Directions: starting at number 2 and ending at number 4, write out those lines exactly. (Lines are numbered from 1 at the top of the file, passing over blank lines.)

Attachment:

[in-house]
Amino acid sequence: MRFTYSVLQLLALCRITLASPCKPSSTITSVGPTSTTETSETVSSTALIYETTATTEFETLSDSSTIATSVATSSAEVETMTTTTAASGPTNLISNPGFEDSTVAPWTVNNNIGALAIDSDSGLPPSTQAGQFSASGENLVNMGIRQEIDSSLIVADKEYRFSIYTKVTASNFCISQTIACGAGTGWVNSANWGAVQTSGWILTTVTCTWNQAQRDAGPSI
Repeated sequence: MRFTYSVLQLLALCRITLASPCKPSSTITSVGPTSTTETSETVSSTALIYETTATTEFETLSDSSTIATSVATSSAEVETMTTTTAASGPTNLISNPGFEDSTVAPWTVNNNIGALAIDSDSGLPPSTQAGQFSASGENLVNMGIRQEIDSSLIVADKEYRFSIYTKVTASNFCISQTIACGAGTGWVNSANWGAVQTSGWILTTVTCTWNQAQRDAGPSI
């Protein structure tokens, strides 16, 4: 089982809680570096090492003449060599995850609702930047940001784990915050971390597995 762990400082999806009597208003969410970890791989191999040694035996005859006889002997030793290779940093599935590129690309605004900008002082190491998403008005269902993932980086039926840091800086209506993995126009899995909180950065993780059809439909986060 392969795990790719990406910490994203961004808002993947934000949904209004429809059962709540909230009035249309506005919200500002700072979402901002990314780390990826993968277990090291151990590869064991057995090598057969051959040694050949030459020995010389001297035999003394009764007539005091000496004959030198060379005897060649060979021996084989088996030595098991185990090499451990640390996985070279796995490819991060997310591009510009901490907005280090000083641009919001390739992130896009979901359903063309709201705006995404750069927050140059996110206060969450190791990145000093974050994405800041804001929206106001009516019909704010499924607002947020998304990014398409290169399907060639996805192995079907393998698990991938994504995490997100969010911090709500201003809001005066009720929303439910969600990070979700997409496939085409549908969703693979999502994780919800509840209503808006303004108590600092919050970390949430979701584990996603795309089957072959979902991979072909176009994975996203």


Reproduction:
Amino acid sequence: MRFTYSVLQLLALCRITLASPCKPSSTITSVGPTSTTETSETVSSTALIYETTATTEFETLSDSSTIATSVATSSAEVETMTTTTAASGPTNLISNPGFEDSTVAPWTVNNNIGALAIDSDSGLPPSTQAGQFSASGENLVNMGIRQEIDSSLIVADKEYRFSIYTKVTASNFCISQTIACGAGTGWVNSANWGAVQTSGWILTTVTCTWNQAQRDAGPSI
Repeated sequence: MRFTYSVLQLLALCRITLASPCKPSSTITSVGPTSTTETSETVSSTALIYETTATTEFETLSDSSTIATSVATSSAEVETMTTTTAASGPTNLISNPGFEDSTVAPWTVNNNIGALAIDSDSGLPPSTQAGQFSASGENLVNMGIRQEIDSSLIVADKEYRFSIYTKVTASNFCISQTIACGAGTGWVNSANWGAVQTSGWILTTVTCTWNQAQRDAGPSI
């Protein structure tokens, strides 16, 4: 089982809680570096090492003449060599995850609702930047940001784990915050971390597995 762990400082999806009597208003969410970890791989191999040694035996005859006889002997030793290779940093599935590129690309605004900008002082190491998403008005269902993932980086039926840091800086209506993995126009899995909180950065993780059809439909986060 392969795990790719990406910490994203961004808002993947934000949904209004429809059962709540909230009035249309506005919200500002700072979402901002990314780390990826993968277990090291151990590869064991057995090598057969051959040694050949030459020995010389001297035999003394009764007539005091000496004959030198060379005897060649060979021996084989088996030595098991185990090499451990640390996985070279796995490819991060997310591009510009901490907005280090000083641009919001390739992130896009979901359903063309709201705006995404750069927050140059996110206060969450190791990145000093974050994405800041804001929206106001009516019909704010499924607002947020998304990014398409290169399907060639996805192995079907393998698990991938994504995490997100969010911090709500201003809001005066009720929303439910969600990070979700997409496939085409549908969703693979999502994780919800509840209503808006303004108590600092919050970390949430979701584990996603795309089957072959979902991979072909176009994975996203």